This book is equally littered with salient criticisms of the court and frantic, logically inconsistent ultra-conservative ravings. Not a bad read, and undoubtably historically astute, but make no mistake: this was written from atop a soapbox, not from a chair in the library.
As an attorney, I was astounded at how uninformed the author is. I read this book via the local library and was greatly disappointed. For someone who claims to be a legal scholar, the author certainly does not understand how the law--or the Constitution--works.
If you buy into the "conservative" idea that the courts should be subservient to the other two branches of government, then this book will already appeal to you. If you reject that idea, then this book will irritate you. If you are uncertain, look elsewhere for the arguments supporting this position.
This book is all about blame, not understanding. Indeed, the burden of blame is a great on the author. That's because he has to show how a supreme court appointed almost exclusively by conservative presidents has somehow become a tool of liberal hegemony. If you too feel yourself buckling under the weight of this obvious contradiction, be sure to listen to this book, over and over again. Perhaps it will make you feel better...
Mark R. Levin, YES!
Jeff Riggenbach, NO WAY!
Mark R. Levin's deep and comprehensive understanding of both the Constitution and the Supreme Court, what its role was intended to be, and theimpact of perverting that role.
Mark R. Levin himself! I love listening to his podcast. He is passionate where it is warranted, but speaks softly and from the heart as well, nearly begging the American people to understand and to save this nation that he loves so well. To really get the full force of the book, it needs his own delivery style..
Not only did Riggenbach consistently mispronounce Mark R. Levin's last name (He said it like "leaven" in the sense of causing bread to rise, vs. how Mark says it lev-IN. I just find it terribly unprofessional for a narrator not to even bother getting the author's name right. Riggenbach also sounded bored and even disdainful of what he was reading. His personal opinions of the text should never be evident in his presentation.
It is not a fictional novel, so this does not apply.
I would gladly purchase this book and any others by Mark R. Levin, if he does the narration.
... for a good read. This book endorses a political philosophy that has been put forth by some of the most corrupt leaders of our time, for example that the judiciary should be accountable to the legislature. Besides being patently short-sighted and foolish, this idea runs completely counter to the system of checks and balances developed by the founders and integral to the U.S. Constitution. Another idea presented here is the "activist judge" who is apparently any judge who makes decision based on the law rather than the will of an out of control political majority. This is the kind of drivel you will find here. I'd give it a -1 out of 5, but I don't think the rating system goes that far down.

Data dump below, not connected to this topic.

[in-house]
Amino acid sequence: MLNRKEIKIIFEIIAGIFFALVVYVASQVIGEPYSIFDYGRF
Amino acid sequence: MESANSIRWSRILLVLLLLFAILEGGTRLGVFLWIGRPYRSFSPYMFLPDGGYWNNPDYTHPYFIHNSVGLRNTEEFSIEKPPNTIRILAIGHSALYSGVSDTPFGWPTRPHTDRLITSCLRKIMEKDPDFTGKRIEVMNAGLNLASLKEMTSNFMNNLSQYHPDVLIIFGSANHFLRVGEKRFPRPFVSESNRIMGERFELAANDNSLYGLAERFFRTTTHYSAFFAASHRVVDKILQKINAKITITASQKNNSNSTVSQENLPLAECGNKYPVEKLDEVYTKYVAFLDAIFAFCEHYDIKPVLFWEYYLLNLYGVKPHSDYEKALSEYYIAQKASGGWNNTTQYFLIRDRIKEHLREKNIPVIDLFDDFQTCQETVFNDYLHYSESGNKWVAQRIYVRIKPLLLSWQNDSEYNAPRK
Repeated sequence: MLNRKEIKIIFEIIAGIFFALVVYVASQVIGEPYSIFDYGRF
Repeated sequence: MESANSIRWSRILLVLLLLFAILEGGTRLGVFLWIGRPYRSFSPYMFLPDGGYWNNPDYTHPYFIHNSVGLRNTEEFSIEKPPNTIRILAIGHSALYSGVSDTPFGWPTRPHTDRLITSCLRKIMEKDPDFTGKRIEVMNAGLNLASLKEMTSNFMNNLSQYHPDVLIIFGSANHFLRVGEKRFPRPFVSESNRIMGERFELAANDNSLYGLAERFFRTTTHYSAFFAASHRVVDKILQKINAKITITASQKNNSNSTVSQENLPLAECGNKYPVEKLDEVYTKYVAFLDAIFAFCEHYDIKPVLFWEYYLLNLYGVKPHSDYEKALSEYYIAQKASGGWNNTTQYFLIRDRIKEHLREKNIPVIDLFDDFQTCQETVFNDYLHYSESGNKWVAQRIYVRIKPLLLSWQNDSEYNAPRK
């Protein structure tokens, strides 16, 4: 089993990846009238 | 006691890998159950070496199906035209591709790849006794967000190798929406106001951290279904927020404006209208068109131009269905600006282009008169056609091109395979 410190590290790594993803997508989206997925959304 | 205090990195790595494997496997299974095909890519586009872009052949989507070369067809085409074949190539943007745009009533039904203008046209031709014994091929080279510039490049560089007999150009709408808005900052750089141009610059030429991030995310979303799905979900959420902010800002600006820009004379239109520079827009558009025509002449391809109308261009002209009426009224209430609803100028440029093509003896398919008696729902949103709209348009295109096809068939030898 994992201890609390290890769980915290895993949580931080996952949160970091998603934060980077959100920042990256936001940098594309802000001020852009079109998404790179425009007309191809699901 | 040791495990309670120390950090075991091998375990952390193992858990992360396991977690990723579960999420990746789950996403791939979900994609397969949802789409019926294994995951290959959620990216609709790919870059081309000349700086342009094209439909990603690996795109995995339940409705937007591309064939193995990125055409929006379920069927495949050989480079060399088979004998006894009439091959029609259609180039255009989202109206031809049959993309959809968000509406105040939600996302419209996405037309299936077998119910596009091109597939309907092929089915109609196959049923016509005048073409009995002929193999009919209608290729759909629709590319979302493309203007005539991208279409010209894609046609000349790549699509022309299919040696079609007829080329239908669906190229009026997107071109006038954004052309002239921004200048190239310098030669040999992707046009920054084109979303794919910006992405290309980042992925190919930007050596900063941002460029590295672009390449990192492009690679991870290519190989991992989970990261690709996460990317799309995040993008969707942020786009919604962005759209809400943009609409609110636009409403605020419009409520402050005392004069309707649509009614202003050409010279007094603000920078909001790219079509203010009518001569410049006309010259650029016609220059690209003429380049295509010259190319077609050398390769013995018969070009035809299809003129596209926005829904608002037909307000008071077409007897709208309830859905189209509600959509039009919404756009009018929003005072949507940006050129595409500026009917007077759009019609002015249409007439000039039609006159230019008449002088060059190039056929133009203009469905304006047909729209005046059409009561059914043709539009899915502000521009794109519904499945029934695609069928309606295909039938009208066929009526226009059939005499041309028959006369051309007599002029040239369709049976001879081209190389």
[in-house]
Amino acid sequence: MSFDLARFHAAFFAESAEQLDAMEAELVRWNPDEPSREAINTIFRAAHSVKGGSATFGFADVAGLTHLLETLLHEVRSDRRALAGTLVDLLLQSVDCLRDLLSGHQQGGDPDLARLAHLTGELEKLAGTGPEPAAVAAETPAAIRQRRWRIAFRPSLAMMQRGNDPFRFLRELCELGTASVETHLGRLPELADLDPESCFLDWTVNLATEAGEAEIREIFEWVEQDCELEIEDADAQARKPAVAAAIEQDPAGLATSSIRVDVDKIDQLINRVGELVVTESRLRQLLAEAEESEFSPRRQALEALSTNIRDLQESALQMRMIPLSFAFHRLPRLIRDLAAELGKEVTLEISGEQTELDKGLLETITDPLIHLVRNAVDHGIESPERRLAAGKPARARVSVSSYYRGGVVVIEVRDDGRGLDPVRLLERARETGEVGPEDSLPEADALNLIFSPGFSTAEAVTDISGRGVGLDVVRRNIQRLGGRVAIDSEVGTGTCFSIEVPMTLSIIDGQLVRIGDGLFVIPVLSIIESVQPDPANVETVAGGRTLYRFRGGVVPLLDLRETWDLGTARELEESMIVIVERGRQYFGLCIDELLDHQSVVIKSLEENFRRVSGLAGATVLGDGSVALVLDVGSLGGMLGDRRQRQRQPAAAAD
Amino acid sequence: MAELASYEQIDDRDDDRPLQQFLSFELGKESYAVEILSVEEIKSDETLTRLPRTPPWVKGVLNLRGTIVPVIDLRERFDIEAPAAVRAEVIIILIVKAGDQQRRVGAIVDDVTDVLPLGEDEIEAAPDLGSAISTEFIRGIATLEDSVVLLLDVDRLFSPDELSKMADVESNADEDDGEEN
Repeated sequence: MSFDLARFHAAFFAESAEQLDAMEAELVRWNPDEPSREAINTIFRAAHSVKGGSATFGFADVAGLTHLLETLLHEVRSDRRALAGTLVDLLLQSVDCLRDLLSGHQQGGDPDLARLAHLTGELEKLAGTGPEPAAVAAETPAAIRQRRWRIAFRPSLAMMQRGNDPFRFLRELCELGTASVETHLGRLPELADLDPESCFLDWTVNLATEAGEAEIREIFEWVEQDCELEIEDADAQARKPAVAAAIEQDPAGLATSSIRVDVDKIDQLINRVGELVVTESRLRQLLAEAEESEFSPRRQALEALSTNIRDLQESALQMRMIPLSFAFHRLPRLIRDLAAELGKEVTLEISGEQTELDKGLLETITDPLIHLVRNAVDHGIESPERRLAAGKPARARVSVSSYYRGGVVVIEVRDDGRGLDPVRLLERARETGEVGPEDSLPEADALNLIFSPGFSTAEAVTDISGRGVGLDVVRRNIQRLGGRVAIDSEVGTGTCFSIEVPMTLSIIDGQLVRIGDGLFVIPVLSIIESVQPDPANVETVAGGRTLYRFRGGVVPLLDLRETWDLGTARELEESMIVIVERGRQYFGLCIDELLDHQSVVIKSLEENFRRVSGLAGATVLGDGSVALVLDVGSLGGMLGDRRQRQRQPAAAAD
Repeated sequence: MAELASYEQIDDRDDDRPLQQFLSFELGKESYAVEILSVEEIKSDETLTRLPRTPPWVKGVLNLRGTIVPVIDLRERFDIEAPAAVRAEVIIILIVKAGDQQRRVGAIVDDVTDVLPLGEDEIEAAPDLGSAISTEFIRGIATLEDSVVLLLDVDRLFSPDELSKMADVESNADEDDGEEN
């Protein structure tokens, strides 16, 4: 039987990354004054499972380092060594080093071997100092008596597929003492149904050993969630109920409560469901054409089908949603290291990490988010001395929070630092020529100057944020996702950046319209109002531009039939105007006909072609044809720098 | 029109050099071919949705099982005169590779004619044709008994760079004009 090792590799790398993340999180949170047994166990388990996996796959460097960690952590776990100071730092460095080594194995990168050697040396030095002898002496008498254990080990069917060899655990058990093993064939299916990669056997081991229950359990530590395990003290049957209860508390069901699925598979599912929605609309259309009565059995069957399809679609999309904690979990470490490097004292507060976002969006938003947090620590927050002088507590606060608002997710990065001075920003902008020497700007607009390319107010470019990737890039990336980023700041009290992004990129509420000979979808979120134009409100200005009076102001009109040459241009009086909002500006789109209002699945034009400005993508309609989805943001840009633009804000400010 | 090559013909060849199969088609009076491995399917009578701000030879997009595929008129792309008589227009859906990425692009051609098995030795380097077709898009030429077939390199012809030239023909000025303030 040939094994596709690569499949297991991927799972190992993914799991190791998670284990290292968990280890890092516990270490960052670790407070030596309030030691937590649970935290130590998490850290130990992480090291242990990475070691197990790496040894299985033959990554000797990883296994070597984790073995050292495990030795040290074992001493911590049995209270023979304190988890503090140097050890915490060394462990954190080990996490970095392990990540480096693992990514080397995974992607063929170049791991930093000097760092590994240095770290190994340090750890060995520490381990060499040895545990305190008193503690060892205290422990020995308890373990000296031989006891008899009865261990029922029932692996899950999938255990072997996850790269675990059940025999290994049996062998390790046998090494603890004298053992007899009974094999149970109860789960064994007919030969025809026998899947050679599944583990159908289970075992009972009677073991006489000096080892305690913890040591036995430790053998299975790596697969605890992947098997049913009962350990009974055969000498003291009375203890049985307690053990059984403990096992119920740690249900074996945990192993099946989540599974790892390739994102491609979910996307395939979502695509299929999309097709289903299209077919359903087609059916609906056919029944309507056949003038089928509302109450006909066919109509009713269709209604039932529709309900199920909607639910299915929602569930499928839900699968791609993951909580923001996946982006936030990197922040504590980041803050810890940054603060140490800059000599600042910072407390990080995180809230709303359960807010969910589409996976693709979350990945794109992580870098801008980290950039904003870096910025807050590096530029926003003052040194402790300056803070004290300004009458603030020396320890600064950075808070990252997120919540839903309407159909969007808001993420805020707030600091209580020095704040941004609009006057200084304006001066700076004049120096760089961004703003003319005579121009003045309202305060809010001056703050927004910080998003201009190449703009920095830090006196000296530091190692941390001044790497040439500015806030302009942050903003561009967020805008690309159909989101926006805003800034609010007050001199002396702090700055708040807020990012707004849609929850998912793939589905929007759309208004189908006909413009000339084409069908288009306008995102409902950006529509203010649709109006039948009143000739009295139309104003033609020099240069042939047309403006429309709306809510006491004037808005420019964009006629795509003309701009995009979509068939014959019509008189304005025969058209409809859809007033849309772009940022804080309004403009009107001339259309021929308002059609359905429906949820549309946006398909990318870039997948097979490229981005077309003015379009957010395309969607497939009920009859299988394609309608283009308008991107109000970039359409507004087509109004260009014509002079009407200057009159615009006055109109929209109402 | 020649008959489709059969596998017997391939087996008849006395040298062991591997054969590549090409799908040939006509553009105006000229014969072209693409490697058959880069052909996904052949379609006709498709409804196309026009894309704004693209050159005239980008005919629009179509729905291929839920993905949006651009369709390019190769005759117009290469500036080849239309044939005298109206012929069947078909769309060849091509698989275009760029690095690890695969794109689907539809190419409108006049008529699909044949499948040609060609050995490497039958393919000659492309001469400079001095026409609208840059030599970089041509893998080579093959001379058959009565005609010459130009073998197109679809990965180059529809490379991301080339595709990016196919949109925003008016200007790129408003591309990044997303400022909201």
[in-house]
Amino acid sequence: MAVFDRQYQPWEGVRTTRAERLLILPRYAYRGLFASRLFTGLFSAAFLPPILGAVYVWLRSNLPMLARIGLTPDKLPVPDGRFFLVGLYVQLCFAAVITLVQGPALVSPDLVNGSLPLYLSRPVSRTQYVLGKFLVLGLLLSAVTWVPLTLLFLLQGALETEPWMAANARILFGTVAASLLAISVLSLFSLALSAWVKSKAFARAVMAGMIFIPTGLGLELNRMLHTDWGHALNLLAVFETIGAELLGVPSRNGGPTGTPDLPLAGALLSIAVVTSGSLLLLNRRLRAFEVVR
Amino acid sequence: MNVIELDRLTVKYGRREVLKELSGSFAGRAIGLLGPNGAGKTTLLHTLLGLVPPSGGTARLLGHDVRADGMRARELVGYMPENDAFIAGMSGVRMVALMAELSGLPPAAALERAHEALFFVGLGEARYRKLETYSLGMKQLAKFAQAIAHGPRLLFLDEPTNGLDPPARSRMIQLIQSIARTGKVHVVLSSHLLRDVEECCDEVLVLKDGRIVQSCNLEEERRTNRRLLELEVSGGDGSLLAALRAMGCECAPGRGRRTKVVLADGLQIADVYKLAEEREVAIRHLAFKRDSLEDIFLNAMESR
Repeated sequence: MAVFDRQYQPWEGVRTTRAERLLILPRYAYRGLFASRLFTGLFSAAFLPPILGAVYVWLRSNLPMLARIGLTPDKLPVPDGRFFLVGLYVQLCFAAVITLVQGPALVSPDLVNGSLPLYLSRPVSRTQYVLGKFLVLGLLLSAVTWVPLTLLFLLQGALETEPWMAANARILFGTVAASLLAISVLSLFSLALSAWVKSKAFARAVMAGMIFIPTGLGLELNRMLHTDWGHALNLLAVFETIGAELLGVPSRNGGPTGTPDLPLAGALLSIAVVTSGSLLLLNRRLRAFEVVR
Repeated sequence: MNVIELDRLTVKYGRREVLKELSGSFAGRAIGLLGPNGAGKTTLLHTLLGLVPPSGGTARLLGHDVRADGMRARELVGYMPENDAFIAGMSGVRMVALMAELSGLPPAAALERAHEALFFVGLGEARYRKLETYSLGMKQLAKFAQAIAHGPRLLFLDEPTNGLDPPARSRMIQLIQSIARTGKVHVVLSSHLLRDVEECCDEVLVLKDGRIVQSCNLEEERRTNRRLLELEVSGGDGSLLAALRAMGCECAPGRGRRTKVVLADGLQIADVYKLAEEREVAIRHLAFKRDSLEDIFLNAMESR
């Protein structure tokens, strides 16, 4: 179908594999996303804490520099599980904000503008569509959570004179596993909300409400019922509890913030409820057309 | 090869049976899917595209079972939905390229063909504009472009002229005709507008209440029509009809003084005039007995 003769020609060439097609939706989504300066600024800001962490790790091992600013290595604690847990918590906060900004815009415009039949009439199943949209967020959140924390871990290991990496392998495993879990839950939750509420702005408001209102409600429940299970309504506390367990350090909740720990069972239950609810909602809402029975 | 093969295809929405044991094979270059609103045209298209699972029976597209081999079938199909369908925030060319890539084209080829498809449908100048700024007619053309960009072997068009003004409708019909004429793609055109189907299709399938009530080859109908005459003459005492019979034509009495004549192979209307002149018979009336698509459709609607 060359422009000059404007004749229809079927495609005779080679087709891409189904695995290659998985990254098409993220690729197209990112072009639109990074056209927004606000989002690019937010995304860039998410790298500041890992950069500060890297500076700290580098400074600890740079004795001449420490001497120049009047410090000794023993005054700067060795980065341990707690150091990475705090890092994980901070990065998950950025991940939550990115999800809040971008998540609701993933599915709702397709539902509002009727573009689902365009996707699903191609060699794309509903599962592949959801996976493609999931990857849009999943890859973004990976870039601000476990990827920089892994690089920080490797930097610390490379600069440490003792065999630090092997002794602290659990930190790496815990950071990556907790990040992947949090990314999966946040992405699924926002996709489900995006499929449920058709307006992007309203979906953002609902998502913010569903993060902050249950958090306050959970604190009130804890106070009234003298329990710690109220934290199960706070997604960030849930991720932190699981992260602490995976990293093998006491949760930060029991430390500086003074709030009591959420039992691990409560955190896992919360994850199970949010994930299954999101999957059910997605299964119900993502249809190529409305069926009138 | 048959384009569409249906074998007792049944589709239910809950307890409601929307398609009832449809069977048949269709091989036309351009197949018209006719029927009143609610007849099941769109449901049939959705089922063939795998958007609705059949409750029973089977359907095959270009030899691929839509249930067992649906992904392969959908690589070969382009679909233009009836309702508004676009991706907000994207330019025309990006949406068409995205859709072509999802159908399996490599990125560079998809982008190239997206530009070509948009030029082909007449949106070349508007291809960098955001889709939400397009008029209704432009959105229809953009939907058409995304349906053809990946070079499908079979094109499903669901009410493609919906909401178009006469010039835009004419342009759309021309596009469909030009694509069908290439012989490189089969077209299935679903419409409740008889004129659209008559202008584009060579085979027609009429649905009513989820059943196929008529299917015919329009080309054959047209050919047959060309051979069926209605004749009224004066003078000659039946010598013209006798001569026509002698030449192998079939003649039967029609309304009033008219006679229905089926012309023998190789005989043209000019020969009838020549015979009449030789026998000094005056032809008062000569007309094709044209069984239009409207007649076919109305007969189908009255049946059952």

the author of the book certainly seems to have an agenda which colors the selection of cases treated and the analysis of the current political situation. (if it were possible to rank a book "zero stars" this would be it).
"The Supreme Court endorses terrorists' rights, flag burning... There is a word for this: tyranny."
I'm confused. First off, when does protecting human rights (the constitution makes no exceptions to this, or freedom of expression (the Constitution makes no exceptions to this, either) have anything to do with tyranny? And when does saying something isn't Constitutional the same as "endorsing" it? If Mr. Levin is such a law expert then why is it he doesn't understand that the Supreme Court is not the same as an elected official: they do not make policy based on the will of the people. At all. They merely interpret law based on what is written in the U.S. Constitution. If the people believe so strongly that their interpretations are wrong, then they should make an amendment that clarifies things. That's what we've always done in the past, right and wrong.
Secondly, isn't it actually a contradiction to state that when someone or something takes action to protect the rights of people, that's that is tyranny? It's actually quite the exact opposite of tyranny. This troll needs to stop aimlessly throwing rocks and go back to his cave, pronto.
The author of this attach on "activist" judges forgot one simple truth: an "activist" judge is merely someone you don't agree with.
This book is nothing more than right wing propoganda. As a socially progressive, fiscally conservative man it offended me greatly that the author assumed his beleifs were superior how the courts are run now.
Stay away, spend your time/ money on something/anything else!
A quick historical recap: the Supreme Court was created to balance partisan voices on the left and the right. Justices are beholden to no one. Perhaps they lean one way or the other - don't we all? - but they are there to look hard at cases, think about constitutionality, and make rulings. The Constitution is the Constitution. There's only so much wiggle room there.
This book spins a yarn about the conspiracy of the Supreme Court to invent facts and swing the nation towards its hippie views (ok, maybe that's a bit extreme, but still).
My take: "Men In Black" is no more accurate a read on the Supreme Court than "The National Enquirer" is on the news.
If you're angry about the direction this country is taking, this book will make you angrier, but no closer to finding a real path toward a solution.
If you're afraid of the right wing propoganda machine, this book will offer more fodder at which to scoff and fear. Again, no closer to a solution.
We're a diverse nation. We're going to have diverse views. Grow up and get on with it, Mr. Levin.